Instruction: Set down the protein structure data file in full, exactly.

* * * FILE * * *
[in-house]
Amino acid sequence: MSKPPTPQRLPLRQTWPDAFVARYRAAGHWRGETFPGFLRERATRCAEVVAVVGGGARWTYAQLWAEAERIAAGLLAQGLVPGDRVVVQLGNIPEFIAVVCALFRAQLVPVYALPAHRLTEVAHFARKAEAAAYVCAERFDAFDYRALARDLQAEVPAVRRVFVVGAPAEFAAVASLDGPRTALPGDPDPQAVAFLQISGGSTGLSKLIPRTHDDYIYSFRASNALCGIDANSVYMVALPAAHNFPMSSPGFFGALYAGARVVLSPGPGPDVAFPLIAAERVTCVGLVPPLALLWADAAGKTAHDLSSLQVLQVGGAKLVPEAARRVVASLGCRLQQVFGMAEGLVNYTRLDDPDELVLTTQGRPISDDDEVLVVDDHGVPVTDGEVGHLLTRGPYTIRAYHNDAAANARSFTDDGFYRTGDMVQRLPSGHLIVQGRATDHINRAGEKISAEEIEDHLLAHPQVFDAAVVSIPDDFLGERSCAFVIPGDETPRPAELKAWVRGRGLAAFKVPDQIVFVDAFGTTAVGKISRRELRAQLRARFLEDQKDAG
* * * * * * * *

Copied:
[in-house]
Amino acid sequence: MSKPPTPQRLPLRQTWPDAFVARYRAAGHWRGETFPGFLRERATRCAEVVAVVGGGARWTYAQLWAEAERIAAGLLAQGLVPGDRVVVQLGNIPEFIAVVCALFRAQLVPVYALPAHRLTEVAHFARKAEAAAYVCAERFDAFDYRALARDLQAEVPAVRRVFVVGAPAEFAAVASLDGPRTALPGDPDPQAVAFLQISGGSTGLSKLIPRTHDDYIYSFRASNALCGIDANSVYMVALPAAHNFPMSSPGFFGALYAGARVVLSPGPGPDVAFPLIAAERVTCVGLVPPLALLWADAAGKTAHDLSSLQVLQVGGAKLVPEAARRVVASLGCRLQQVFGMAEGLVNYTRLDDPDELVLTTQGRPISDDDEVLVVDDHGVPVTDGEVGHLLTRGPYTIRAYHNDAAANARSFTDDGFYRTGDMVQRLPSGHLIVQGRATDHINRAGEKISAEEIEDHLLAHPQVFDAAVVSIPDDFLGERSCAFVIPGDETPRPAELKAWVRGRGLAAFKVPDQIVFVDAFGTTAVGKISRRELRAQLRARFLEDQKDAG